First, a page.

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stereotypes and challenge the ideology of son preference in mostly rural and semi-urban communities. The MDG3 Fund has increased the visibility and power of strong secular voices for democratic gender equality in politically unstable and contentious settings around the world. ww For example, the Organisation of Women’s Freedom in Iraq (OWFI) has been revolutionary in increasing the visibility of a secular feminist voice in Iraq. Islamists have been dominating the airwaves with their own radio stations channels; however, with the MDG3 Fund grant, there is now a strong feminist radio station and feminist voice is amplified in the public discourse. The MDG3 Fund strategically supports women’s organizations to implement locally driven and designed initiatives, allowing for greater local relevance and impact. ww For example, the flexible nature of the MDG3 Fund, allowed the Huairou Commission (HC) to make significant investments in grassroots women’s organizing and networking, particularly in the areas of women’s participation in decision-making and security of assets. This flexibility enabled women to define their own priorities and perceptions of empowerment and as a result, groups have developed a number of innovative mechanisms to support women’s empowerment at the grassroots. For example, one partner that HC supported in India developed a “Leadership Fund”, which provided small funds to grassroots women leaders to design their own community development projects.


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The Power of Investing in Women’s Rights and Empowerment: A Mid-term Summary

Shareefa chose to use her Leadership Fund to work on sanitation issues. She promoted the construction of individual toilets in Lohara. To do so, she solicited the support of and joined with the village grampanchayat. Together they decided to educate the community on sanitation and toilets through an education campaign. Shareefa contacted and convinced a resource person on water and sanitation to help with the campaign. She sent invitations through the grampanchayats and organized women not only from her village but also from 45 other villages. More than 5000 people came to the “information mela.” The result of the campaign was a readiness to construct toilets. The next step was finding the money to do so. Shareefa visited banks and the district rural development department and found out about a scheme: a INR 2200 subsidy program for toilet construction to Below Poverty Line beneficiaries. She convinced them to give the subsidy and continued to contact the bank for those ineligible for the subsidy. Shareefa was successful in obtaining a toilet construction loan from the bank, which was distributed through the self-help groups. The materials for toilet construction were collectively purchased for all the villages, which reduced the costs. Within a four month period, about 1200 toilets were constructed and are currently being used. The MDG3 Fund facilitates a focus on the importance of collective organizing for social change and gender equality, which is critical to sustaining social change efforts necessary for challenging entrenched gender inequalities and discriminations. ww Since October 2008, the MDG3 Fund grant has had an impact on Just Associates’ (JASS) collective organizing strategies and movement building initiatives in ways that have far exceeded their expectations: contributing to the growth and increasing visibility of programs in three regions (Southeast Asia, Southern Africa, and Mesoamerica) and internationally; facilitating the development of diverse, young, activist leadership with the skills to organize and mobilize women around common feminist agendas and practical solutions; and multiplying the reach and organizing power of JASS women in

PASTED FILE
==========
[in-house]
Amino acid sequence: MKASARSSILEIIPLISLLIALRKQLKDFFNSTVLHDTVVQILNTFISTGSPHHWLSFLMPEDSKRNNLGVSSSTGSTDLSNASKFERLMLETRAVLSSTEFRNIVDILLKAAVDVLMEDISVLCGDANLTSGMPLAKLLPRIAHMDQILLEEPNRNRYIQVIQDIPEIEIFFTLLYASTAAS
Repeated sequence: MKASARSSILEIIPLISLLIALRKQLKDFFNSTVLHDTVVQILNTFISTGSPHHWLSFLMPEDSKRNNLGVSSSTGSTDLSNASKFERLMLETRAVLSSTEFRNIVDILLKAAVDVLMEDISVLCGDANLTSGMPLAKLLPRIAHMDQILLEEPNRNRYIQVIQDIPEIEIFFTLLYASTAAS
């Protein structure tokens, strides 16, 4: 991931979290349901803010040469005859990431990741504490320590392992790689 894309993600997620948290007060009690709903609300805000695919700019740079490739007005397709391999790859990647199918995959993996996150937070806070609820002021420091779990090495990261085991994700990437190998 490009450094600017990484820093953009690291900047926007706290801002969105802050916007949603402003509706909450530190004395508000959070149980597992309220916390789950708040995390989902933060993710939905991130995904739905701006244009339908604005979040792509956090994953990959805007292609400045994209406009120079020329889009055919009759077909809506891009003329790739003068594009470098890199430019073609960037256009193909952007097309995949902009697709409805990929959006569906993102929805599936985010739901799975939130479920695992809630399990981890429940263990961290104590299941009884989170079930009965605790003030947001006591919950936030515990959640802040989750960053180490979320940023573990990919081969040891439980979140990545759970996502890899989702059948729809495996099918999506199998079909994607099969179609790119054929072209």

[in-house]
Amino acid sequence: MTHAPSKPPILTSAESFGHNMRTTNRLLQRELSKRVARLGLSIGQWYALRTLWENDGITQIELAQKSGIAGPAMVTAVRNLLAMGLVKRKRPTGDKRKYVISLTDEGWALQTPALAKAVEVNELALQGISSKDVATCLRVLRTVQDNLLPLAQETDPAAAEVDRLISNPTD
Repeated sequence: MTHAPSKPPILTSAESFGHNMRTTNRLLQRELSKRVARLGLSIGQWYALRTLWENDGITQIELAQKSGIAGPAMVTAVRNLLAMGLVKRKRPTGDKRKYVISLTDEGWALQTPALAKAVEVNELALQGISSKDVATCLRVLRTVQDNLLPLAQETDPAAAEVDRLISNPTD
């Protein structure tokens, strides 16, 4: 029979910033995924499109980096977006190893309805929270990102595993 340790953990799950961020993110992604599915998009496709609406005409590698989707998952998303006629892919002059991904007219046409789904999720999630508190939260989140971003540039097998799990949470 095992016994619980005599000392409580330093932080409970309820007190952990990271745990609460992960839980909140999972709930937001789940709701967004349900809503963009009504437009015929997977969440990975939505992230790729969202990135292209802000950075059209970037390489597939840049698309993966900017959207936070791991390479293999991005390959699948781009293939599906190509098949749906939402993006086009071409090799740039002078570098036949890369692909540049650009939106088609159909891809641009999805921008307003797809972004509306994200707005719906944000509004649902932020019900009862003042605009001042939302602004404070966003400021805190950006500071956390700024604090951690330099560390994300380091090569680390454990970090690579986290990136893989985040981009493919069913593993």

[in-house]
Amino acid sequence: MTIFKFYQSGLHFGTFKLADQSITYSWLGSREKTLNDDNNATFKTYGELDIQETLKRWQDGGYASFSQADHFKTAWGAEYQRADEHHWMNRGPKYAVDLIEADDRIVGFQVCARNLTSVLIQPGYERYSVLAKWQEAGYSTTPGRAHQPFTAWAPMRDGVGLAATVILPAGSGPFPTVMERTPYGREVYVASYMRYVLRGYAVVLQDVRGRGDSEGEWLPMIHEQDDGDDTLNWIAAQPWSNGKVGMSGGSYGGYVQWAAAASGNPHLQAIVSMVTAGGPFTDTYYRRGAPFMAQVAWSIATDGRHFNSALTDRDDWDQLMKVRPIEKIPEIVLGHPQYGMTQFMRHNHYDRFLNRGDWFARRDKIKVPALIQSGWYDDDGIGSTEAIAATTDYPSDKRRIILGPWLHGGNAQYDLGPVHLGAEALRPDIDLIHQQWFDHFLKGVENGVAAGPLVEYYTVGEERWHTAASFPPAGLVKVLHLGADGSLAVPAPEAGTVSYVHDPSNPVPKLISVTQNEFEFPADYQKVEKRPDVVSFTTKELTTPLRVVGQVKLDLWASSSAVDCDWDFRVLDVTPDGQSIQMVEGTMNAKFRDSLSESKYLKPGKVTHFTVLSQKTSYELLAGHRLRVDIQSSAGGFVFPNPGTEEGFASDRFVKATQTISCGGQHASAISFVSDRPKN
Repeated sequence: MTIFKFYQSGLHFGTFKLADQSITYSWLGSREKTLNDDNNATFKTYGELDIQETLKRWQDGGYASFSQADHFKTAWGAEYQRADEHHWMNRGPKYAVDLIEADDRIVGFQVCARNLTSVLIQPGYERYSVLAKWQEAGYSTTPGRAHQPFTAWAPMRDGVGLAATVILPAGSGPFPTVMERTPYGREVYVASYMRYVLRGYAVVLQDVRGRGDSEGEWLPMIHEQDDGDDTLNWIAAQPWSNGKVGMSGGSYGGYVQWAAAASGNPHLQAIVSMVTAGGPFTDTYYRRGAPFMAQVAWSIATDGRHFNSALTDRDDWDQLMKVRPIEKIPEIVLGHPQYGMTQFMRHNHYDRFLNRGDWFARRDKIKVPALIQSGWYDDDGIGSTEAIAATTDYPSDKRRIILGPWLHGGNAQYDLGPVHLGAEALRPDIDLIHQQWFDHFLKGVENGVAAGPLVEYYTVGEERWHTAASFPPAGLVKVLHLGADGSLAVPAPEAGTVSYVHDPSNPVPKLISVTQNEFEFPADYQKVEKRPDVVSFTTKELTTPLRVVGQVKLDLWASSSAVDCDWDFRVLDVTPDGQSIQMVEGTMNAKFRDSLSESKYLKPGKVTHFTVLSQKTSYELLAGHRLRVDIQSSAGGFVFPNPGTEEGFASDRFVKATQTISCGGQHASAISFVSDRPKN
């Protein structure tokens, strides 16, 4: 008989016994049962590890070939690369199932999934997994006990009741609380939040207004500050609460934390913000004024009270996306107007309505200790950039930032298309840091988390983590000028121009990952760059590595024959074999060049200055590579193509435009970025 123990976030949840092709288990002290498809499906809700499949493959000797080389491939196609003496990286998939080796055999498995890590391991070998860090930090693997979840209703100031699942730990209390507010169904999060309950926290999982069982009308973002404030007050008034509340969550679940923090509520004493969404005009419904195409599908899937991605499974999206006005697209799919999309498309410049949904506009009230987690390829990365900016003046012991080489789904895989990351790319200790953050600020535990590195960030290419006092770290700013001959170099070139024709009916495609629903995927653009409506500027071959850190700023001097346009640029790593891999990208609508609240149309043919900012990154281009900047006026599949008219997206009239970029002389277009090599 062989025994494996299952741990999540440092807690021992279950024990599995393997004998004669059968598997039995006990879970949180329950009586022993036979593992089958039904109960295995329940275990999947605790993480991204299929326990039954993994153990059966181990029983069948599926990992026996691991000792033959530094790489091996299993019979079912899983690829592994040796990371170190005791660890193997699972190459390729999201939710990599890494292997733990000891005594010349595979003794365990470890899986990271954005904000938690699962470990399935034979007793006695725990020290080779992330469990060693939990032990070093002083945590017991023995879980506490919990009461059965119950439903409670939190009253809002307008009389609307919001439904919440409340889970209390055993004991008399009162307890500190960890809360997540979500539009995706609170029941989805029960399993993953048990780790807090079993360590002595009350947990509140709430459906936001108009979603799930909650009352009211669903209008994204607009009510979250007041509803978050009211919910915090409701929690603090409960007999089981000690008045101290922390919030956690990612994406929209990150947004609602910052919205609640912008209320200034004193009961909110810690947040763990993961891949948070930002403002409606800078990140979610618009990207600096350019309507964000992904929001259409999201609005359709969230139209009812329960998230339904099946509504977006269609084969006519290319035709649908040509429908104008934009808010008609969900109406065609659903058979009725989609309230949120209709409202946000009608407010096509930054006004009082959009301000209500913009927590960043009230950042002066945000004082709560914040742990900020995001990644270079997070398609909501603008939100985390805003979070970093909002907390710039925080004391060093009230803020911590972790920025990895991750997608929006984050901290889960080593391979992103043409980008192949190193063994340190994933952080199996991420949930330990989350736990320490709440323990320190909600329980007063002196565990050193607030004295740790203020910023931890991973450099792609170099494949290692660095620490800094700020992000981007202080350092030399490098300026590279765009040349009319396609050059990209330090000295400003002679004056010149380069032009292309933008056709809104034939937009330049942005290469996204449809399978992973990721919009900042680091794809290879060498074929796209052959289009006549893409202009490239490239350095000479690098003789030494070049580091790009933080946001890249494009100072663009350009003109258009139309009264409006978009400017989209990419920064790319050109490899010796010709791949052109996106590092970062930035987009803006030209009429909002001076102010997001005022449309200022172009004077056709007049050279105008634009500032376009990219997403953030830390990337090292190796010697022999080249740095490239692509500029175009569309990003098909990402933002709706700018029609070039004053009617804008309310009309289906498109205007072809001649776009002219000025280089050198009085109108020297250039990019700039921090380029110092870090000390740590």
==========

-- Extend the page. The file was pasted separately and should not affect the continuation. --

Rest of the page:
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their communities and beyond through crossregional connections for learning, creative communications and international human rights advocacy on sexual rights, and against political repression of feminist activists. Since 2008, JASS has produced 15 YouTube videos reaching over 13,500 viewers and increased media coverage on a range of critical events from the coup in Honduras in 2009 to the repression of gay rights allies in Zimbabwe in 2010. ww In 2009, AWID supported 25 inspiring organizing projects through their 2008 AWID Forum seed grants proposals. Grants supported a diverse range of projects with extensive global reach, including 20 countries in most regions of the world in Latin America and the Caribbean, Central and Eastern Europe, North America, the Pacific, Southern Asia, sub-Saharan Africa, West Africa and the Middle East. Projects included strengthening leadership opportunities of indigenous women and young women in Mexico; the development of a documentary entitled “Jensaneya”, tracking the lives of two Palestinian women, who participated in a sexual health education training, as they educate others and make a difference in their communities; strengthening the integration of Argentinean sex workers in the women’s movement; and developing an online training resource on Disability, Sexuality, and Rights. These are but a few of the innovative projects supported; for further information see the AWID website. ww In June 2010, AWID facilitated a groundbreaking collaboration between Dutch MDG3 Fund administrators and Fund grantees to explore collective learning and assessment mechanisms of the unique Fund. AWID and other MDG3 grantees are working together, drawing from dynamic approaches to measuring social